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Mounted Police Support Volunteer Scheme Helps Combat Rural Crime

14 Aug 2015


Mounted volunteers with the BHS's Andrea Jackman and Sheila HardyA pioneering new initiative which uses volunteers on horseback to help combat rural crime in Warwickshire has been officially launched at Moreton Morrell College.

The Mounted Police Support Volunteer Scheme is a partnership between Warwickshire Police, Moreton Morrell College (part of the Warwickshire College Group), The British Horse Society and Horse Watch and has been funded by Warwickshire Police and Crime Commissioner Ron Ball.

The mounted volunteers will engage with their local rural communities while out on their regular hacks along bridleways, lanes and country roads, looking out for anything suspicious or requiring police action. They do not have any greater powers of arrest than any other citizen and will not take on the same responsibilities as special constables or regular mounted police, nor will they be used as a deployable resource by the police.  

Instead they will be the 'eyes and ears' for rural communities – similar to Neighbourhood Watch in urban areas – and will work closely with police Safer Neighbourhood Teams, providing intelligence and information to help support crime prevention.

All volunteers are issued with a hi-viz jacket featuring the Mounted Police Support Volunteer Scheme emblem, while their horses are equipped with reflective sheets and leg wrappings. Each applicant has been vetted by the police and was required to attend road safety training sessions run by The British Horse Society at Moreton Morrell College and to pass an examination which assessed their riding skills.

At the launch ceremony today, the first six volunteers to successfully complete their training were officially welcomed into the scheme alongside a further five who are in the final stages of their training. The event at Moreton Morrell College’s Equine Centre was attended by dignitaries including Chief Constable Martin Jelley.
“The British Horse Society is very happy to support this new initiative which allows horse riders to make a valuable contribution to countryside safety and security," said Sheila Hardy, BHS Senior Executive (Safety).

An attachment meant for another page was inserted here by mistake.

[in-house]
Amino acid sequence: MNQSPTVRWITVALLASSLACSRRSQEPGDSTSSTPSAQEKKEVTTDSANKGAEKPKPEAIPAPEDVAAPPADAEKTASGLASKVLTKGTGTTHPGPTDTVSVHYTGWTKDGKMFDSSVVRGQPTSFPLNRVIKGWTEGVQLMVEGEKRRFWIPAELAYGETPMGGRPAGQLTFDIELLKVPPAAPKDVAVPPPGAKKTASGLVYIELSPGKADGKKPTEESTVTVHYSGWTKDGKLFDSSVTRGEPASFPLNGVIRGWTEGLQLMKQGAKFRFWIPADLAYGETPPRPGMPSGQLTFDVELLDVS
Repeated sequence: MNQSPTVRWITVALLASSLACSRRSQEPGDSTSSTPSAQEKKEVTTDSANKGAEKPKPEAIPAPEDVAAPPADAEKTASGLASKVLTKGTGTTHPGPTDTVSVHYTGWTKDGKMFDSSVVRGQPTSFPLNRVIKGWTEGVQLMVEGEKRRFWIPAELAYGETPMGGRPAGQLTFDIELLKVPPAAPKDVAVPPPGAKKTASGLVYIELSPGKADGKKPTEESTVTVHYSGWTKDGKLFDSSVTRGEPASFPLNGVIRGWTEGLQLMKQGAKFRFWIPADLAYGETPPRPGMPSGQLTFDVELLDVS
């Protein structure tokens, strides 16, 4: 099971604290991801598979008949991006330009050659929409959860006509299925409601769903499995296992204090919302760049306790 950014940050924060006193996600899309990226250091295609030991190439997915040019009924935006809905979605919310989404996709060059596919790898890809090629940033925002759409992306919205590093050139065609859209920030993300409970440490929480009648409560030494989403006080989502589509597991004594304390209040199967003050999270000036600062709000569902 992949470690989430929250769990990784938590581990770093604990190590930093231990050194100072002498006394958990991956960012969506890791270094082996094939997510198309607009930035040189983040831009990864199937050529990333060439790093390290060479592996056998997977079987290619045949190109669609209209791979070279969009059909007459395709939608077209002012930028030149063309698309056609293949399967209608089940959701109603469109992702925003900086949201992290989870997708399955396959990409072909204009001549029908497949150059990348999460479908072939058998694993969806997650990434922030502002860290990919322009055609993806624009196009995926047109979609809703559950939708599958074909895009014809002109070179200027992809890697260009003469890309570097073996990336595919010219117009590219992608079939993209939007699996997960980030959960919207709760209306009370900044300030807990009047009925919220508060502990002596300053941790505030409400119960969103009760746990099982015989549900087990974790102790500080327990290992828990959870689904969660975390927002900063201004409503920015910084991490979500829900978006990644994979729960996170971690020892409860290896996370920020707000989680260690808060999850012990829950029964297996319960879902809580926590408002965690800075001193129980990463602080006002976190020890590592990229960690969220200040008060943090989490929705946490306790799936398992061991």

"It is particularly encouraging that all the riders taking part in this project have committed themselves to take their BHS Riding and Road Safety Test – the only test available that teaches riders how to keep themselves, their horses and other road users as safe as possible when they are out on the road and in the countryside.”

Welcoming the commencement of the scheme, Warwickshire Police and Crime Commissioner Ron Ball said: “With their elevated positions on horseback, the Mounted Police Support Volunteers have a unique vantage point and can spot many things that someone on foot or in a vehicle might not otherwise be able to see or even be able to get near to. This is all valuable information which might not otherwise come to police attention.

“By acting as the eyes and ears of the police, they can make a real difference in driving out crime from our rural areas.  They will also provide a visual deterrent to crime – criminals tend to avoid communities where they know people are looking out for each other – and help provide a positive link between the police and rural communities, particularly in the more isolated areas.

“Tackling rural crime is one of my key priorities and I have been a particular champion of this scheme from its outset, so I am delighted to see the first volunteers complete their training and begin their work across Warwickshire,” added Mr Ball.

Sue Taylor, Volunteers Programme Manager for Warwickshire Police and West Mercia Police, described the valuable contribution the volunteers will make to the rural community: “Our volunteers come from all walks of life, and bring with them an array of skills and experiences and by sharing their knowledge and time with the police will make a positive impact on all of our local communities across Warwickshire.

“The service that we provide to our communities is significantly improved by the support that volunteers offer.  We appreciate volunteers’ time is valuable and therefore I would like to personally thank them for taking the time to volunteer with us. Their time, commitment and professionalism are very much appreciated and we look forward to embracing mounted police support volunteers into our policing family.”

Angela Joyce, Group Principal and CEO of Warwickshire College Group, said: "We are delighted to be a part of the Mounted Police Support Volunteer Scheme which is officially launched today.

"Moreton Morrell College is at the heart of the rural Warwickshire community, so we understand the importance of this scheme in helping to combat rural crime. It's a great way for the riders to give something back and have a really positive impact in their local area.

"We look forward to welcoming more volunteers to the college to do their training and seeing the scheme go from strength to strength."

The Mounted Police Support Volunteer Scheme will run for an initial 12 months before it is reviewed and a decision made as to whether it should continue or possibly be expanded further.

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